Kangchenjunga Walkey – trekking Kanchenjunga in 1984

KANGCHENJUNGA, A VALLEY TOO FARDavid Walkey just contacted us and said the following: I have recently published an e-book called “Kangchenjunga, A Valley Too Far”, which I think your clients will find an informative and entertaining read [if they are attempting the Kanchenjunga Trek]. The book describes the ups and downs of a small trekking expedition organized by the author and Mike Cheney, to north eastern Nepal in 1984. It was the first foreign group of trekkers to obtain permission to visit the area. It is lavishly illustrated with many images and maps. A more detailed description can be found at the end of this message, or by following the links below:

http://www.amazon.com/KANGCHENJUNGA-VALLEY-TOO-FAR-ebook/dp/B00C8UTIVC

And the Kindle version of Kangchenjunga, A Valley Too Far.

This is the story of a small trekking expedition made to the beautiful, unspoilt valleys of the Kangchenjunja region of north-east Nepal in 1984. Planned by the author and Mike Cheney of Sherpa Cooperative Trekking in Kathmandu, it was the first foreign group of trekkers to obtain permission to visit this area, four years before the region was opened up to commercial trekking in 1988. From the hill town of Ilam, the four expedition members and their support team of Sherpas and Porters, walked parallel to the Indian-Sikkim border to the isolated village of Yamphudin. From here they climbed onto the magnificent high ridges above the Amjee Khola and Simbua Khola valleys, overlooking the Yalung Glacier, and the Kangchenjunga Massif, into the region that is now designated a part of the Kangchenjunga Conservation Area.

The trek was made during May in the pre-monsoon season, so that it coincided with the height of the flowering season for Rhododendrons and other spring flowers. The return route from Yamphudin passed through Sukhetar, Taplejung, Chainpur and Tumlingtar. After Taplejung, a brief excursion was made northwards on the Milke Danda Ridge.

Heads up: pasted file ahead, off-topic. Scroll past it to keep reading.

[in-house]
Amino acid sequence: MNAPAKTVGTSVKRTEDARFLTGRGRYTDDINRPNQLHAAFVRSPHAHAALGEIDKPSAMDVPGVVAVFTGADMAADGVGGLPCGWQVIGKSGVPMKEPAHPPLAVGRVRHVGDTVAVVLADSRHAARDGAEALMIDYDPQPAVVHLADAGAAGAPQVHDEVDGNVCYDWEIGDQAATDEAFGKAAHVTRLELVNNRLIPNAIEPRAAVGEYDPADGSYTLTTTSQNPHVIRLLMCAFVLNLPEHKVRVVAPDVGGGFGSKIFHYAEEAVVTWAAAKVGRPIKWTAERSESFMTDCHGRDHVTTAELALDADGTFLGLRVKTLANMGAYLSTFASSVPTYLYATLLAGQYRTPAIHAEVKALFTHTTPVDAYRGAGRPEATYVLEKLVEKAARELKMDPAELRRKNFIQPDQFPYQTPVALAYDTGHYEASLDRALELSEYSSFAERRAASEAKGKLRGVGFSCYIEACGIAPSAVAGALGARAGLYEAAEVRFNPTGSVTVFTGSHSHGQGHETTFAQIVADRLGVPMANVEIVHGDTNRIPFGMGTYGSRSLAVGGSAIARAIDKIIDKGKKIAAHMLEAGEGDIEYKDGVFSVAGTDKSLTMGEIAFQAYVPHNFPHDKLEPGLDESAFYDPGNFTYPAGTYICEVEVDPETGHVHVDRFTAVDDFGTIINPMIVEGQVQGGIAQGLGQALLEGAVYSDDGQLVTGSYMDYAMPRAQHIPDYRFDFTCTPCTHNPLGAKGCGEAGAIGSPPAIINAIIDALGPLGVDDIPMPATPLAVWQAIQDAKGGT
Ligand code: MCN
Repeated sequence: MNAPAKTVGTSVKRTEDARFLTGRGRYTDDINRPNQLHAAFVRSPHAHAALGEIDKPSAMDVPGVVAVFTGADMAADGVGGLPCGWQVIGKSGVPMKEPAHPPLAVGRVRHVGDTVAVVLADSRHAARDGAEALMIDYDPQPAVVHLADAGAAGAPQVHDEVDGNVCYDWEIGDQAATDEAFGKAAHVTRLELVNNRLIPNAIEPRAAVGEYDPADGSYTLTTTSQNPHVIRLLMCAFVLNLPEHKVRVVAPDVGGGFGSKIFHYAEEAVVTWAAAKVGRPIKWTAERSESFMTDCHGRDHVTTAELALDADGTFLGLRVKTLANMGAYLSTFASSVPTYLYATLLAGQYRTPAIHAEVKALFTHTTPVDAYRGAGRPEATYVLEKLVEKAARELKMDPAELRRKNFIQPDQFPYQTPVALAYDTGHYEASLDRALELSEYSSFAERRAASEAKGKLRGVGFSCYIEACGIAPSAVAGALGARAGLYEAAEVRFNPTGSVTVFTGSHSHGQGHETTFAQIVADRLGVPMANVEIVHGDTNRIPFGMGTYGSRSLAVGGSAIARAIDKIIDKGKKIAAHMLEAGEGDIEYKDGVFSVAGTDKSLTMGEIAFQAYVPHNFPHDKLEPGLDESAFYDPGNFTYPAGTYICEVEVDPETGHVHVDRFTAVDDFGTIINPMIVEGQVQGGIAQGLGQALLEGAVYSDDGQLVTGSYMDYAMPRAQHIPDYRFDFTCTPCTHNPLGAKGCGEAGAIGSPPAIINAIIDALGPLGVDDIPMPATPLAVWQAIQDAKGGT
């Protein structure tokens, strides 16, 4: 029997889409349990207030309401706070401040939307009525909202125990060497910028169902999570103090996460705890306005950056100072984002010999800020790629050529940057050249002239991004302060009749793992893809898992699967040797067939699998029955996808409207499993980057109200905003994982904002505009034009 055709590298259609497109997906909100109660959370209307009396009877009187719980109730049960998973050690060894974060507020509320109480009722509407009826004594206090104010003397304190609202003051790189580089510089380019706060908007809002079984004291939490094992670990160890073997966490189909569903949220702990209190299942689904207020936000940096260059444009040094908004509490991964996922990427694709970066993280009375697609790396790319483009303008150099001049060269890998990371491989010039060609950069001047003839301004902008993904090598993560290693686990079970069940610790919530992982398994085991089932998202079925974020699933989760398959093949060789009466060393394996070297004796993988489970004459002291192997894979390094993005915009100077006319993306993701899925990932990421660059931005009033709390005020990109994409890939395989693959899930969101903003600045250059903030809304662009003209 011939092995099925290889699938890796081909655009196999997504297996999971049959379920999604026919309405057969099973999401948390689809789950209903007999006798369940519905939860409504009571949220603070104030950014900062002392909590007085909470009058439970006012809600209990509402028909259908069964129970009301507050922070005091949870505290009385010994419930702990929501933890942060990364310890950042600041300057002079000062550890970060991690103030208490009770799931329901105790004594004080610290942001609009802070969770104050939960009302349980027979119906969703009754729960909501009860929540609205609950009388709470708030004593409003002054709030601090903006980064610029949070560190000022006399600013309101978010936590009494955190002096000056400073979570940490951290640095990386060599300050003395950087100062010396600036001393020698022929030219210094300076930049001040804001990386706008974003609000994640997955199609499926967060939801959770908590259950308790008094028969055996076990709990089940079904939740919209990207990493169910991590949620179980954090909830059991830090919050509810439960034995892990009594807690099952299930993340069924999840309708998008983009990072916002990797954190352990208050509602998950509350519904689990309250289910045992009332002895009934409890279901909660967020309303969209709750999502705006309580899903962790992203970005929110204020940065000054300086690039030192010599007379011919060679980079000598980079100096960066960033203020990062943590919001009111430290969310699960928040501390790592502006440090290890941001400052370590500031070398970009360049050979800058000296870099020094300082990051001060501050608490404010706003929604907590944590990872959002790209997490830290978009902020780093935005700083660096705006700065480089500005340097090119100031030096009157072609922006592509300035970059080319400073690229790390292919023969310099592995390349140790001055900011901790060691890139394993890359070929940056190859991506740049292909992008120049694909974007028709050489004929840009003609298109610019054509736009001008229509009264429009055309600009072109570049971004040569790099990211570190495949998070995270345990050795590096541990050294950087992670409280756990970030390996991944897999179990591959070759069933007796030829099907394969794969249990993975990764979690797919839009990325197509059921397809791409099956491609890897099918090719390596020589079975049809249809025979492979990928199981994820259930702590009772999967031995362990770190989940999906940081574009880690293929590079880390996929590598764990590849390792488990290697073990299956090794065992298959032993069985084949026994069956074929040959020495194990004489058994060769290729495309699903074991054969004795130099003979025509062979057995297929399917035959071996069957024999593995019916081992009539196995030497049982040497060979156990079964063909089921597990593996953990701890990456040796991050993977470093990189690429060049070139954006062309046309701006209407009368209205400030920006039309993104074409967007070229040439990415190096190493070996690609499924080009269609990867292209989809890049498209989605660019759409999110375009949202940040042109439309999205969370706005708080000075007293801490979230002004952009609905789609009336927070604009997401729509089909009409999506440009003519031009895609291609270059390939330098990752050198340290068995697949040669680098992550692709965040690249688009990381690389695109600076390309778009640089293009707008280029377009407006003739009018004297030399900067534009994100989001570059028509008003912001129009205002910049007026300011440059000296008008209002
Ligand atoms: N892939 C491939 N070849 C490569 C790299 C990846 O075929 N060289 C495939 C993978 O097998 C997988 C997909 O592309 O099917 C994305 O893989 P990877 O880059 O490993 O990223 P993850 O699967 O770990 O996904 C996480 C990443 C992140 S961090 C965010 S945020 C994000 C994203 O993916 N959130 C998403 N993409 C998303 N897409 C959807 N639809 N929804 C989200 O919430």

The charming, friendly people encountered along the route had not been habituated to foreigners, and we were enthusiastically welcomed in every village we entered, especially by the local children. We did our best to reciprocate their friendliness.

The book describes the detailed planning and preparation for the expedition, and using the author’s extensive journal of the trek, describes the daily life of the expedition throughout the trek. The countryside, the villages and the people encountered are described, and detailed information is given on the flowers and birds seen during the trek. Despite often extremely tiring and adverse weather conditions, the camaraderie, and often hilarious relationship between the four expedition members and their support team, remained harmonious and happy throughout the trek.

The text is illustrated by 191 colour images, including 59 flower photographs and 132 images of people and scenery en-route, and of the Kathmandu area.
The final chapter is a detailed profile of Mike Cheney, a great friend of Nepal and its people. Without his input, our trek would not have been possible and this story would not have been written.

Finally, there is an appendix, listing the 82 bird species and 71 flower species seen on the trek, together with the location, habitat and altitude at which each species was observed.

Be the First to Comment.

Leave a Reply